I have many fond memories of Tom, particularly from his membership on the Advisory Council for the Communications Department at the College of Charleston. Tom was supportive of our students and faculty in countless ways, among them his service as a mentor to our students. While all of our Council members volunteer to serve in this capacity, Tom was an especially gifted mentor, a role he clearly cherished throughout his career. His current protégé had indicated to Tom that she had difficulty with public speaking. As he always did, Tom took this as a personal challenge and worked with her to gain confidence. He did such a great job that she was able to give an outstanding presentation to the entire Council at the fall meeting. Watching Tom’s proud smile as he observed from the back of the room, you felt his selfless spirit, a spirit that will live on through the many lives he touched.

Gary Grates, W2O Group:

Tom was the consummate professional. A creative and innovative force who was always willing to push things to achieve a better result. My time working with Tom at GM was filled with ideas, knowledge-sharing, and laughter. He will be sorely missed.

Jim O’Rourke, University of Notre Dame:

Tom, as all of you know, was a wonderful guy: knowledgeable, eager to share what he knows, helpful, professional, innovative, bright, and always a good friend. We got along so well, even when we disagreed (which was not often). He rescued me from a cancelled flight to Detroit one evening in LaGuardia, found a hotel for me and took me out to dinner. He invited me to speak at the BMW Global Management Conference in Munich.

It’s a jolt to lose a good friend, even if you know it might happen. It’s doubly shocking if you don’t see it coming. Not each of us was connected directly to Tom, but virtually all of us crossed paths with him at some point. I was certainly impressed with his instincts and accomplishments and fortunate to call him a friend.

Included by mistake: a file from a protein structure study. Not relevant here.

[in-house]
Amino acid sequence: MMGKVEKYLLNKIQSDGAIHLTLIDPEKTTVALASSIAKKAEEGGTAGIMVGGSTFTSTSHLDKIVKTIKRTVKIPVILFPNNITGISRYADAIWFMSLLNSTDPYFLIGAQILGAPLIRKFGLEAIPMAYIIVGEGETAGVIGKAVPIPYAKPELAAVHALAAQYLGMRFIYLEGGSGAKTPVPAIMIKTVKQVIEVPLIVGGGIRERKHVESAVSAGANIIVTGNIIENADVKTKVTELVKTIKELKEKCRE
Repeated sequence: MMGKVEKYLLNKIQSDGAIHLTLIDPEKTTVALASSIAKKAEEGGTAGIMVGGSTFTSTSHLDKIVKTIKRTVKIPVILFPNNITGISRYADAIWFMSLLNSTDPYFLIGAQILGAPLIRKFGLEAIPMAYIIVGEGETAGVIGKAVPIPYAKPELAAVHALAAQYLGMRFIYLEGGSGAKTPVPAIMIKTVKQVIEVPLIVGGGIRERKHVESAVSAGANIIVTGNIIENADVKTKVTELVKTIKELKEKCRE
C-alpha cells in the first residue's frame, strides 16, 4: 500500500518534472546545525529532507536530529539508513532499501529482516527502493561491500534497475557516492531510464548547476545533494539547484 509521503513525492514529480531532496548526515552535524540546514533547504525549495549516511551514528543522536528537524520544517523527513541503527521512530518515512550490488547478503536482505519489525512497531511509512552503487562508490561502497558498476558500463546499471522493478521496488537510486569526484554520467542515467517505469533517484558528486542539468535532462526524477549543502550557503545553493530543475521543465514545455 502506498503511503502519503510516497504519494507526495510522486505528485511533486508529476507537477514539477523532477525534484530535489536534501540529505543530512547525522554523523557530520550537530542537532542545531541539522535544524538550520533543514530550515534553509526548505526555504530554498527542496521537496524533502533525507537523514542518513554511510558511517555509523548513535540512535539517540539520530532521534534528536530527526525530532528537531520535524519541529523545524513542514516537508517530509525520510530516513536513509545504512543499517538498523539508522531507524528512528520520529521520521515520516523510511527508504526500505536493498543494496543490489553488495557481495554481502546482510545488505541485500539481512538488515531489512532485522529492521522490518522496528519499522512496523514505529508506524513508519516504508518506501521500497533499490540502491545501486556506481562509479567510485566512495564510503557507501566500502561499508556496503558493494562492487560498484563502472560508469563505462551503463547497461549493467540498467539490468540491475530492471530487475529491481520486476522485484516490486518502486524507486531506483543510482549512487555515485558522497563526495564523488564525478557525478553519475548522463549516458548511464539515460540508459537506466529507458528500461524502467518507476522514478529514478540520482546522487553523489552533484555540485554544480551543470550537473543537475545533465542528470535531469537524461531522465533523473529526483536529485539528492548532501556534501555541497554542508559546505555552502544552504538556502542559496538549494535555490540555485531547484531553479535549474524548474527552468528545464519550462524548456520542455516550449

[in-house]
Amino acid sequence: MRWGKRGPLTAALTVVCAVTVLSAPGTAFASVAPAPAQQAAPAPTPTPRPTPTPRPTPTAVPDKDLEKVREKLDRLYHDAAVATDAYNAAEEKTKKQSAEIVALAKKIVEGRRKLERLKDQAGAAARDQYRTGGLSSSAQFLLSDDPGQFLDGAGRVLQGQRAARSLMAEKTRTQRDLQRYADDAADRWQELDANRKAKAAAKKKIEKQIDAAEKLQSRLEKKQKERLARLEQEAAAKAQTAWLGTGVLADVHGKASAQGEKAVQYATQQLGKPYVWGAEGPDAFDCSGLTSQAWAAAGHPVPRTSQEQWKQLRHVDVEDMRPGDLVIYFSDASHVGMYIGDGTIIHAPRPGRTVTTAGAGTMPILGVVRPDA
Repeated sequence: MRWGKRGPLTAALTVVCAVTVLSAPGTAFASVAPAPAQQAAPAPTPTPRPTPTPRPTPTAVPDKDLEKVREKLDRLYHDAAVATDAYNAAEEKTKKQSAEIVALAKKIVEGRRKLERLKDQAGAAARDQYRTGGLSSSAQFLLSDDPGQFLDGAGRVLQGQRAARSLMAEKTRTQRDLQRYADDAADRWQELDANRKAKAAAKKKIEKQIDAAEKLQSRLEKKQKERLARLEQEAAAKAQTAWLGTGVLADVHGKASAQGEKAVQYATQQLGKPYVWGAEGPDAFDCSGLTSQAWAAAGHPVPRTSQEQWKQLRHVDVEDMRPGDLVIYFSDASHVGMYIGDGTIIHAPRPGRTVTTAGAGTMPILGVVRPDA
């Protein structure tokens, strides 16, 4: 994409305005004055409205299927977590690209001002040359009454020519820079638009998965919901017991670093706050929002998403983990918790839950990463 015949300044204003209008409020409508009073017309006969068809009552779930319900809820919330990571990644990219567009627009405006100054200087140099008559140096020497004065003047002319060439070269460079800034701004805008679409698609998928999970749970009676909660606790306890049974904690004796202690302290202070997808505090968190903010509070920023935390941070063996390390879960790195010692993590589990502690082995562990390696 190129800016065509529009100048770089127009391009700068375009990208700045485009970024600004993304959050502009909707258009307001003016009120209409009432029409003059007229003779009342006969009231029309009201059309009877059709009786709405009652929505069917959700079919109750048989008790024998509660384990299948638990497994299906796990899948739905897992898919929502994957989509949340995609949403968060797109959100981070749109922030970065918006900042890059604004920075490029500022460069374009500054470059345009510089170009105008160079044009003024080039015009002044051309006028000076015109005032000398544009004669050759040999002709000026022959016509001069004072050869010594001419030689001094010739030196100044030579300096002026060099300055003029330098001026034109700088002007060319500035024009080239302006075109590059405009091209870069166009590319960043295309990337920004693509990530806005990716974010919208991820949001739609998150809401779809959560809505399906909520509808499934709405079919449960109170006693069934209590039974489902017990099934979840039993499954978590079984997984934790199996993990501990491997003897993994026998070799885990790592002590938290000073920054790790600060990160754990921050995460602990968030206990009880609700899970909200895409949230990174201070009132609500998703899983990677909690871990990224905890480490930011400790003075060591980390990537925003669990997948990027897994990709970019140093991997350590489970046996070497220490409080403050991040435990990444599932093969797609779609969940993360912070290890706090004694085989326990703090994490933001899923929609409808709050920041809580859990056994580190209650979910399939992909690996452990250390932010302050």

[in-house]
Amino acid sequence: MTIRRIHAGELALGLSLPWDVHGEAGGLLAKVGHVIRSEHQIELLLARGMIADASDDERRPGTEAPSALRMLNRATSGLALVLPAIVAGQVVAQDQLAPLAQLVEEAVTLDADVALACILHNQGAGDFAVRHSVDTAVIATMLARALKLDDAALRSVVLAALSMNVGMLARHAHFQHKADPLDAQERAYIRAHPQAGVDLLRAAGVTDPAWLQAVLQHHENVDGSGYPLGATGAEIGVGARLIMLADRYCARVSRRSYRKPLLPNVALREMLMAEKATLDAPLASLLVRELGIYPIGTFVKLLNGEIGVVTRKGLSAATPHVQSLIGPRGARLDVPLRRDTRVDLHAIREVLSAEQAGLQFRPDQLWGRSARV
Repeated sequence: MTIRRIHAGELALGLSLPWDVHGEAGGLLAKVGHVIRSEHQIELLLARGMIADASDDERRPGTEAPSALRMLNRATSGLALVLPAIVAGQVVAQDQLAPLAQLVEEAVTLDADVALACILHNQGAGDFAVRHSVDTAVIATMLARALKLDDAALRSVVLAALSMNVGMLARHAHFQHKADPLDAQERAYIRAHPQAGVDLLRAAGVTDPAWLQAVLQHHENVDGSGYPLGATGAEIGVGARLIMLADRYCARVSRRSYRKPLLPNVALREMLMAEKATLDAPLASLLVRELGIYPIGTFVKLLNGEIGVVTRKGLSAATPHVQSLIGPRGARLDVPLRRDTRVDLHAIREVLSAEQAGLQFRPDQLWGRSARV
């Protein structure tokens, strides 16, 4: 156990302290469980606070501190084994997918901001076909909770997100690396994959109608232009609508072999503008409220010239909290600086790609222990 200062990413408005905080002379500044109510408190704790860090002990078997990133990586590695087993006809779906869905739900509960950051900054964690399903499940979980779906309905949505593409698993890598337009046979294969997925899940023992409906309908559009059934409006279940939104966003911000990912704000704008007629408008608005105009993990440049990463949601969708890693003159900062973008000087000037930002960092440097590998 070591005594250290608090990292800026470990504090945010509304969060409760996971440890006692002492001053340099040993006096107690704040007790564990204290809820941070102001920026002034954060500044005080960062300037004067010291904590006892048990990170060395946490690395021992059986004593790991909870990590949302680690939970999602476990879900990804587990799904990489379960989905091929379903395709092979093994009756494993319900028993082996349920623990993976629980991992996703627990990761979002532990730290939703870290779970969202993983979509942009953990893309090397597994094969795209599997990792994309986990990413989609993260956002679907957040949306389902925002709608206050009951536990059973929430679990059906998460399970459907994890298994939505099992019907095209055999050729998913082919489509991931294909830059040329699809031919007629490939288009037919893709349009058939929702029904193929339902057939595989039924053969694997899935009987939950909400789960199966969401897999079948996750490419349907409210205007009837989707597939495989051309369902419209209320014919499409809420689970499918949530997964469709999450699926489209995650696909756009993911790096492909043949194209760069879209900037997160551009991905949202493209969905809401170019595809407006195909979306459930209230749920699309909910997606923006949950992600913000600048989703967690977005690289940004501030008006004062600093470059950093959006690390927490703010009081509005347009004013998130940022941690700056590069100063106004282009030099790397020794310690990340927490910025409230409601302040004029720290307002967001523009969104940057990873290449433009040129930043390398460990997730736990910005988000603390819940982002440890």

Shannon Bowen, University of South Carolina:

Tom was a wonderful champion for ethics, and he will be missed a great deal. He was always an eager participant in my research, willing to share his ideas, expertise, and experience. A couple of studies ago, Tom talked about building an ethical foundation in management: ‘You can’t separate ethics and authenticity, they are inextricably tied together. Conventional wisdom is that ethics must come first; it gives sustainability to authenticity, to protect the reputation, and to be a trusted entity. The core foundation is strong ethical behavior.’

His wisdom, ethics, and leadership made our field a better one.

As the news of his passing spreads, the stories of his life and those whose lives he touched abound.

Luca Ciferri, the editor of Automotive News Europe, wrote:

“I will be forever grateful to him for helping me become better at my job. Tom and his longtime mentor and boss, Steve Harris, allowed me to join a select group of journalists who were given an in-depth look at what it really takes to run a global automaker. I learned more during those seminars than I have in the rest of my 36-year career covering the industry.”

The very purpose of Page is to make us all better at our jobs – more effective, more innovative, and more impactful. Tom’s involvement with Page undoubtedly made us all better, and his imprint on our profession will be profound and lasting. He’s been a colleague, a mentor, and a friend. He will be so very dearly missed.